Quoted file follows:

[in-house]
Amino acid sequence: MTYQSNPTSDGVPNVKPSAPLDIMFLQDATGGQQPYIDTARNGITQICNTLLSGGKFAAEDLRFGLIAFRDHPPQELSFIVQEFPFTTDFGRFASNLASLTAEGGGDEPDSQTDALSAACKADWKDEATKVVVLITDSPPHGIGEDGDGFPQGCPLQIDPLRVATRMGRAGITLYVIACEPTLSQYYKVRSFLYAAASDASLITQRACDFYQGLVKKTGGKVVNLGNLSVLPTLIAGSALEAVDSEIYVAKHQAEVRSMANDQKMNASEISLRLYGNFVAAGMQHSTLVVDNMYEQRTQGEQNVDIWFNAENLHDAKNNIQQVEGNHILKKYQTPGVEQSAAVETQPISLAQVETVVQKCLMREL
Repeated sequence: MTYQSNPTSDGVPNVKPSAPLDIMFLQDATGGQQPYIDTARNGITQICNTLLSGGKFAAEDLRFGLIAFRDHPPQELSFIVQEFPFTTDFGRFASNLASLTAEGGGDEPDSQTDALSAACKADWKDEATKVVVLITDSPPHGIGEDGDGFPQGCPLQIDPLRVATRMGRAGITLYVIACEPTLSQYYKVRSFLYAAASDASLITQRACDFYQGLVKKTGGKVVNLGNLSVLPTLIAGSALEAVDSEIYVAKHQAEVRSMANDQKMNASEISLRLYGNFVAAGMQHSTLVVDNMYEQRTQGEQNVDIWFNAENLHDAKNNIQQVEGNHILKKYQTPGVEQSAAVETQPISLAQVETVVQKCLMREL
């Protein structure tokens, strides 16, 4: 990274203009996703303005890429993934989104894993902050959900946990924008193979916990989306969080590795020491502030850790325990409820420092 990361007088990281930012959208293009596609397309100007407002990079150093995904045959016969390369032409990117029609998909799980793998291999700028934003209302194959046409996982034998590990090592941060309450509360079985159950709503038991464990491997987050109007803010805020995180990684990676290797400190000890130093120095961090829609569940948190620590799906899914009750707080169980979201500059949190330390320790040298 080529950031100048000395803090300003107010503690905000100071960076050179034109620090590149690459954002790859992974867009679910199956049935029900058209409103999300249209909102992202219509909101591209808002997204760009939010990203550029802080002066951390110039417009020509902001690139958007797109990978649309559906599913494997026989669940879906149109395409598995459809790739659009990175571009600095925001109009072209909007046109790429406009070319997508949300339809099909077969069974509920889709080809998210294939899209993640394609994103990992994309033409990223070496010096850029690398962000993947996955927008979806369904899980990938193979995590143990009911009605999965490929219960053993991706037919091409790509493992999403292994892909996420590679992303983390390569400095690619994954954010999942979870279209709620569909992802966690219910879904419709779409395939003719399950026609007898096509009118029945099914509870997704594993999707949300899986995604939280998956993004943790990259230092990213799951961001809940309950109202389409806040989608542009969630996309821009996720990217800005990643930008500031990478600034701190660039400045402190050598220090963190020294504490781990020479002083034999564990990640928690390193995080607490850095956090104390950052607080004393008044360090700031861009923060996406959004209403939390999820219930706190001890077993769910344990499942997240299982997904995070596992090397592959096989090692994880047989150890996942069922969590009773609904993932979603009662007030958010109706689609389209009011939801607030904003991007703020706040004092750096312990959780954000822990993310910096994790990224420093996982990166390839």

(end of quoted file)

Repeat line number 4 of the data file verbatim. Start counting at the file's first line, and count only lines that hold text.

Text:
């Protein structure tokens, strides 16, 4: 990274203009996703303005890429993934989104894993902050959900946990924008193979916990989306969080590795020491502030850790325990409820420092 990361007088990281930012959208293009596609397309100007407002990079150093995904045959016969390369032409990117029609998909799980793998291999700028934003209302194959046409996982034998590990090592941060309450509360079985159950709503038991464990491997987050109007803010805020995180990684990676290797400190000890130093120095961090829609569940948190620590799906899914009750707080169980979201500059949190330390320790040298 080529950031100048000395803090300003107010503690905000100071960076050179034109620090590149690459954002790859992974867009679910199956049935029900058209409103999300249209909102992202219509909101591209808002997204760009939010990203550029802080002066951390110039417009020509902001690139958007797109990978649309559906599913494997026989669940879906149109395409598995459809790739659009990175571009600095925001109009072209909007046109790429406009070319997508949300339809099909077969069974509920889709080809998210294939899209993640394609994103990992994309033409990223070496010096850029690398962000993947996955927008979806369904899980990938193979995590143990009911009605999965490929219960053993991706037919091409790509493992999403292994892909996420590679992303983390390569400095690619994954954010999942979870279209709620569909992802966690219910879904419709779409395939003719399950026609007898096509009118029945099914509870997704594993999707949300899986995604939280998956993004943790990259230092990213799951961001809940309950109202389409806040989608542009969630996309821009996720990217800005990643930008500031990478600034701190660039400045402190050598220090963190020294504490781990020479002083034999564990990640928690390193995080607490850095956090104390950052607080004393008044360090700031861009923060996406959004209403939390999820219930706190001890077993769910344990499942997240299982997904995070596992090397592959096989090692994880047989150890996942069922969590009773609904993932979603009662007030958010109706689609389209009011939801607030904003991007703020706040004092750096312990959780954000822990993310910096994790990224420093996982990166390839």